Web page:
Forgotten Ichthyosaur left in museum for decades was a new species

A 189-million-year-old Ichthyosaur fossil that lay forgotten among lots of other specimens at the Doncaster Museum and Art Gallery in England, turned out to be the first new Ichthyosaur species discovered in the last 130 years.

Kept in storage for almost thirty years, Museum staff thought the five foot-long fossil, with its head intact, was a plaster copy.

Ichthyosaurs existed from 80 million to 250 million years ago, during the Triassic, Jurassic and Cretaceous periods. They were large marine reptiles that looked like sharks and dolphins and lived in salt water. They did not lay eggs – they gave birth to live young in the water. Scientists know this because they found fossils with the babies still inside the mother.

Dean Lomax

Thanks to Dean Lomax’ curiosity and persistence, we now know of another ichthyosaur species – ‘Ichthyosaurus anningae’.

In 2008, local palaeontologist, Dean Lomax, Honorary Visiting Scientist at The University of Manchester’s School of Earth Atmospheric and Environmental Sciences, took part in a project to revitalize the Museum’s fossil collection when he came across the specimen.

The fossil, nicknamed “Fizzy”, is about 183 million years old. What caught Mr. Lomax’ curiosity was that it had been found in a layer of rock not usually associated with ichthyosaurs.

 

Some abnormalities got the scientist wondering

He also noticed several abnormalities with the specimen’s bone structure, which made him think it might be something previously unidentified.

Mr. Lomax and Professor Judy Massare of Brockport College, part of the State University of New York, spent more than five years traveling across North America and the UK checking his findings.

A paper explaining the finding has been published in the Journal of Vertebrate Paleontology (citation below).

Mr. Lomax said:

“After examining the specimen extensively, both Professor Massare and I identified several unusual features of the limb bones (humerus and femur) that were completely different to any other ichthyosaur known. That became very exciting.”

“After examining perhaps over a thousand specimens we found four others with the same features as the Doncaster fossil.”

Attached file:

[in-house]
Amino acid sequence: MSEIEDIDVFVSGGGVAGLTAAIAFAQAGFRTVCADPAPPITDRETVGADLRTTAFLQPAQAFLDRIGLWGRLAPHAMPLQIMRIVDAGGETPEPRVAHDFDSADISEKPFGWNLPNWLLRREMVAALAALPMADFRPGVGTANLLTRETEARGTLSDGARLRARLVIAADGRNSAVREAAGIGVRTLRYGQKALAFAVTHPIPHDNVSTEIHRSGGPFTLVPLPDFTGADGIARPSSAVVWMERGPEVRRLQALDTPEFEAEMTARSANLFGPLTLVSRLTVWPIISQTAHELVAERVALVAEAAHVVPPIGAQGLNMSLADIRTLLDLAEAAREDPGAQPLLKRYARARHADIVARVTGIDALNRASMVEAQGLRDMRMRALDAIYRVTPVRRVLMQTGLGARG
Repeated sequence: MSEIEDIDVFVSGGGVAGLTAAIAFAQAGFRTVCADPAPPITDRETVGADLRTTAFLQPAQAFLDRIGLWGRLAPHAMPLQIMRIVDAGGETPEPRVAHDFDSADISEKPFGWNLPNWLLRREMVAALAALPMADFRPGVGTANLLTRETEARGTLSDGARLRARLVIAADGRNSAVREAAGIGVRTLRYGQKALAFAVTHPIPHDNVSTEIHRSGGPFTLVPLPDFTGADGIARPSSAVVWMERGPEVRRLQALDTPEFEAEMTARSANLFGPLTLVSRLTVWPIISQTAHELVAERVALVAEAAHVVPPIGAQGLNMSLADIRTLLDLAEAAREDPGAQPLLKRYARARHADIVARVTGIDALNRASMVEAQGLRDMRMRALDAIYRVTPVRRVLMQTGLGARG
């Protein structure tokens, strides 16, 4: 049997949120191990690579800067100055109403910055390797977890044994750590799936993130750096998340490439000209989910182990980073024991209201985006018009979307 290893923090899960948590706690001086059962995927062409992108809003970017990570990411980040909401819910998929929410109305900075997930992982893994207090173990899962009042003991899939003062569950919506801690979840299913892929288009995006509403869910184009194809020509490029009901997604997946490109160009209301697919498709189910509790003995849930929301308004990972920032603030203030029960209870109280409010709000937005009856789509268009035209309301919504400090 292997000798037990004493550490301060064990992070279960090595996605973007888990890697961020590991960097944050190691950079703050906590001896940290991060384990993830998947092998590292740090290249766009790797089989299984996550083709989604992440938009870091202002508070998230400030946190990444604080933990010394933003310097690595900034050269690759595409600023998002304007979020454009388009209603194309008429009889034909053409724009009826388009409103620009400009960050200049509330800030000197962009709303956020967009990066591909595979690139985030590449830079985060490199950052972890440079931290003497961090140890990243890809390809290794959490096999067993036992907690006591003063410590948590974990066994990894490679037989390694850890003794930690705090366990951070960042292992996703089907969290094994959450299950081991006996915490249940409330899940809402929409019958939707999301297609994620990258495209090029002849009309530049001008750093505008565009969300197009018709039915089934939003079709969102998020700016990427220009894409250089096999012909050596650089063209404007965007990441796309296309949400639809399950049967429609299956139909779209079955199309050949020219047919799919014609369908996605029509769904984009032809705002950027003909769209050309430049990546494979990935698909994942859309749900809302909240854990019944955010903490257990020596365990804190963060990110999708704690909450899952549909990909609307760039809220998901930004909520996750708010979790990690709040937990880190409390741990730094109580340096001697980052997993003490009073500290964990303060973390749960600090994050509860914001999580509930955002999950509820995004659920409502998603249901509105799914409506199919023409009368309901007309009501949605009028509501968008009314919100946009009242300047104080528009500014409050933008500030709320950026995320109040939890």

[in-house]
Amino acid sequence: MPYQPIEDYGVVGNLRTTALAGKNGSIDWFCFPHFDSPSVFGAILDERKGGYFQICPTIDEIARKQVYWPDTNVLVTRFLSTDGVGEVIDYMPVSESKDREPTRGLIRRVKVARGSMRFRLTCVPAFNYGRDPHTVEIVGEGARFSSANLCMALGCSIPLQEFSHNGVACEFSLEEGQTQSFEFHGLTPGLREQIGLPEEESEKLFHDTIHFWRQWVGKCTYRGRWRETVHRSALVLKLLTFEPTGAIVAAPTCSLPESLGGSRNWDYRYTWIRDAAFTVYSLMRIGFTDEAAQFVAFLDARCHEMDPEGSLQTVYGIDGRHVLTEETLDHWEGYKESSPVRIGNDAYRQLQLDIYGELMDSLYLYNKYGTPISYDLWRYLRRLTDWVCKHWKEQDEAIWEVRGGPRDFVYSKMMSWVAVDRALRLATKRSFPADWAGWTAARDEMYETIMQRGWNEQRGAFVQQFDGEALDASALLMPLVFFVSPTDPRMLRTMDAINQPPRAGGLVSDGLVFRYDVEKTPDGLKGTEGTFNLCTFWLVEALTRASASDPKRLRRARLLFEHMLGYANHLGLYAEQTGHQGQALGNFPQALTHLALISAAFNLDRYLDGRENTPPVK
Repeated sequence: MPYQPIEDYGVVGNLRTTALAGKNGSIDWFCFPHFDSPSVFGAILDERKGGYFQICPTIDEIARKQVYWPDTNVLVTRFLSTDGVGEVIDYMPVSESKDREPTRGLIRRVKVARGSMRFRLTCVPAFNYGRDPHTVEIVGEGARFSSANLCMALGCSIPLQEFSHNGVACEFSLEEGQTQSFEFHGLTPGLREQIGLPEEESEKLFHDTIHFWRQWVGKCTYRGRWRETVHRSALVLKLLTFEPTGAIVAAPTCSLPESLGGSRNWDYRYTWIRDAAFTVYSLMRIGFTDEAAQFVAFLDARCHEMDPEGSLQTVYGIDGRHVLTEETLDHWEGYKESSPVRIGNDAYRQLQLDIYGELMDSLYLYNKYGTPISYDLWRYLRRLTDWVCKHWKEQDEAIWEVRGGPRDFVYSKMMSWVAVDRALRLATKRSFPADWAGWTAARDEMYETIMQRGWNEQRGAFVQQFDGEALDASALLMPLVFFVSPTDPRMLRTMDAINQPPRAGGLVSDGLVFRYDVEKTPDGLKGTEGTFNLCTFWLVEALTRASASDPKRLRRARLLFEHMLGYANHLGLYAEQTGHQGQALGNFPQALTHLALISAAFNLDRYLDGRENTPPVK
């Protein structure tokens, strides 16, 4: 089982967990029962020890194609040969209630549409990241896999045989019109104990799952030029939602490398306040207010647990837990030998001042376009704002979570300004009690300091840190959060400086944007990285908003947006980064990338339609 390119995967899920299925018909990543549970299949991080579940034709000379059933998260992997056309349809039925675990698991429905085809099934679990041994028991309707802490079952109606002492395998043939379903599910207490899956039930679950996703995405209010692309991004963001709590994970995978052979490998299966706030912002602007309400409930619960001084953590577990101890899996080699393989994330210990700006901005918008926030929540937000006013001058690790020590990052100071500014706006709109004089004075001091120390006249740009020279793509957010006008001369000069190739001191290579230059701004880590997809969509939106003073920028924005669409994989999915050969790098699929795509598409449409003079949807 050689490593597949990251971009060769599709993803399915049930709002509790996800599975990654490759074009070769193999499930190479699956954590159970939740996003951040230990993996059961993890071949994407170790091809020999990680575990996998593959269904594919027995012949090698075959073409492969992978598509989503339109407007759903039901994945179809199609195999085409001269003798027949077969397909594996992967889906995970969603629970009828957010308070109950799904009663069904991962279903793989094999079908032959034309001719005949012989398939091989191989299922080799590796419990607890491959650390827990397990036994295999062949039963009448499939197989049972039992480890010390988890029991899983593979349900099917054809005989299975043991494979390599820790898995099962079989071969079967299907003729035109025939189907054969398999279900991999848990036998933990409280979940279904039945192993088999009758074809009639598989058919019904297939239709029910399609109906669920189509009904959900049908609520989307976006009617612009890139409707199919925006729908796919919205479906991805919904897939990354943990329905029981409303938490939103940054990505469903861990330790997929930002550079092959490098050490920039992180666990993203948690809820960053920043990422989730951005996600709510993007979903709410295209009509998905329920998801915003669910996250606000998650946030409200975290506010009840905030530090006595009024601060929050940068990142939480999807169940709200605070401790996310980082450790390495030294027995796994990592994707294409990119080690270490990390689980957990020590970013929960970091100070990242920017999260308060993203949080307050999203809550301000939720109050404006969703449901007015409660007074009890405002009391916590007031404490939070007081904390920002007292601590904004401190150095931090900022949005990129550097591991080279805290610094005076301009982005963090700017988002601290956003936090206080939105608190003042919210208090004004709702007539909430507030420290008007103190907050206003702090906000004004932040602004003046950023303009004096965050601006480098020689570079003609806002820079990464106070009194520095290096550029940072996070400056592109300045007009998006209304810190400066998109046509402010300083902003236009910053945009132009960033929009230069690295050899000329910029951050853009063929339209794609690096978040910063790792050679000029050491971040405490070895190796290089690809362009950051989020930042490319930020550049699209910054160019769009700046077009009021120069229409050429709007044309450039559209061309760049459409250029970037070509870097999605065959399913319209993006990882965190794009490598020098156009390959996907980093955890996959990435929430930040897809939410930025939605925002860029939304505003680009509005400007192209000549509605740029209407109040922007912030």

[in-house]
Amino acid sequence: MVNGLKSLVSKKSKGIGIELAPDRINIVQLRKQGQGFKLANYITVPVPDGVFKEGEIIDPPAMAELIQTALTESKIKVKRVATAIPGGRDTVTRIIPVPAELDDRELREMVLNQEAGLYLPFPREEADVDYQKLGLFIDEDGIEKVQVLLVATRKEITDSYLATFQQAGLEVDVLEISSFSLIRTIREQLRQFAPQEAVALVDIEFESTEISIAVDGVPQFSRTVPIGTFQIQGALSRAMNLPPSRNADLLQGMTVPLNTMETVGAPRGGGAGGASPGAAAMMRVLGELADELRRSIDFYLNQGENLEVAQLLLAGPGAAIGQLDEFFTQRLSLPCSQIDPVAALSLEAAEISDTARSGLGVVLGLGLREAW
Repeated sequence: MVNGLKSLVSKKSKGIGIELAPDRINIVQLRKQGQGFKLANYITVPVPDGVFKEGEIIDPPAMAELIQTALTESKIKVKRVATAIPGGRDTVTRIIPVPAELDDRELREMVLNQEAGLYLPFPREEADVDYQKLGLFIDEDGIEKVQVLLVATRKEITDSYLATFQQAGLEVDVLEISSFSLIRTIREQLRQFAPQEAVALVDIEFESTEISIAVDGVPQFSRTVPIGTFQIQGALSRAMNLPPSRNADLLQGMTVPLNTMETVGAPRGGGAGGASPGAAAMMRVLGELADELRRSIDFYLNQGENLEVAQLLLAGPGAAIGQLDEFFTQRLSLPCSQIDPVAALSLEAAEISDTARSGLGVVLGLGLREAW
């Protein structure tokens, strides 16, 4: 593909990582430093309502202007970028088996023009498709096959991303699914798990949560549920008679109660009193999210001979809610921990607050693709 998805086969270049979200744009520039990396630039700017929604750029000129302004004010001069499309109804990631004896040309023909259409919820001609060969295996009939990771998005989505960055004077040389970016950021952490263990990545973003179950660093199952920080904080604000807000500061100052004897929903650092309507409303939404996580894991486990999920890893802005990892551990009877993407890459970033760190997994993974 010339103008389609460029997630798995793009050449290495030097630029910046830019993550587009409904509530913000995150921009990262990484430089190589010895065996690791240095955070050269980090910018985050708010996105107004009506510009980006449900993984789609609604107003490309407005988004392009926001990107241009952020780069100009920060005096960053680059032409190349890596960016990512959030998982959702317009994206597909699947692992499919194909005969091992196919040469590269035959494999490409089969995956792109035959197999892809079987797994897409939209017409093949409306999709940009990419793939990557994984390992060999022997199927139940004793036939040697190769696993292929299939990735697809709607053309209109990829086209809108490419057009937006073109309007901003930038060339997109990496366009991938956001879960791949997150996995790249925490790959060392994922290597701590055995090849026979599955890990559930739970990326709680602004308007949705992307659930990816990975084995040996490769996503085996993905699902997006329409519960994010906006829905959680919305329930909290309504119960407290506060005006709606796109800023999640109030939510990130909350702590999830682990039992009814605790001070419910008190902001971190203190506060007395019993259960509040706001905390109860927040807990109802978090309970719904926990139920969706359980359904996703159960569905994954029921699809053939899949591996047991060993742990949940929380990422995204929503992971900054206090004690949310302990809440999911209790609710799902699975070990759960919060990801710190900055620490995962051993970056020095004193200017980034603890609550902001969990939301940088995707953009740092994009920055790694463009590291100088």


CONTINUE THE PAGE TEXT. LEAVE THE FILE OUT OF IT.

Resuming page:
ichthyosaur

Ichthyosaurs, which have often been mistaken for ‘swimming dinosaurs’, swam in the seas for tens of millions of years before being wiped out. (Credit: James McKay. Image: University of Manchester)

The Doncaster fossil came from the Pliensbachian period. “Fizzy” is the most complete ichthyosaur in the world of this age.

Mr. Lomax added:

“The recognition of this new species is very important for our understanding of ichthyosaur species diversity during the early Jurassic, especially from this time interval.”

The researchers also looked at the age and size of the new species, and were able to tell males from females.

The study included comparisons with other living and extinct groups of reptiles whose limb bones are/were different between females and males, something that had never been applied to ichthyosaurs before.

Ichthyosaurus anningae

Ichthyosaurus anningae fossil – the dark mass between the ribs are the remains of its last meal. (Image: University of Manchester)

Thanks to a generous donation by the Esmée Fairbairn Foundation to the Doncaster Museum Service, Fizzy’s limb bones were professionally prepared and removed.

Named in honour of Mary Anning

The new species has been named Ichthyosaurus anningae in honor of the famous fossil collector, dealer and palaeontologist Mary Anning (1799-1847). Ms. Anning is well nown for finds she made in Jurassic marine fossil beds in the cliffs of Lyme Regis (facing the English Channel). During her life, Ms. Anning had collected a large number of ichthyosaur fossils.

Mr. Lomax said: “Mary worked tirelessly to bring the ichthyosaurs, among other fossils, to the attention of the scientific world. Mary and her brother, Joseph, discovered the first ichthyosaur specimen to be scientifically recognised, collected at Lyme Regis around 1811.”

“It is an honour to name a new species, but to name it after somebody who is intertwined with such an important role in helping to sculpt the science of palaeontology, especially in Britain, is something that I’m very proud of. In fact, one of the specimens in our study was even found by Mary herself! Science is awesome.”

“This discovery shows that new species, and not only ichthyosaurs, are awaiting discovery in museum collections. Not all new discoveries are made in the field.”

Cllr Bob Johnson (Labour – Edlington & Warmsworth ward), Cabinet Member for Culture and Tourism, said:

“It’s wonderful that a new species has been discovered in Doncaster and some fantastic work has been done on this project. Fizzy is part of our fantastic fossil collection that visitors have said they want to see more of.

“Doncaster Museum and Art Gallery is a great family day out and Fizzy is just one of many attractions it is home to.”

Citation: “A new species of Ichthyosaurus from the Lower Jurassic of West Dorset, England, U.K.” Dean R. Lomaxab & Judy A. Massare. Journal of Vertebrate Paleontology. Published online: 19 Feb 2015. DOI:10.1080/02724634.2014.903260.

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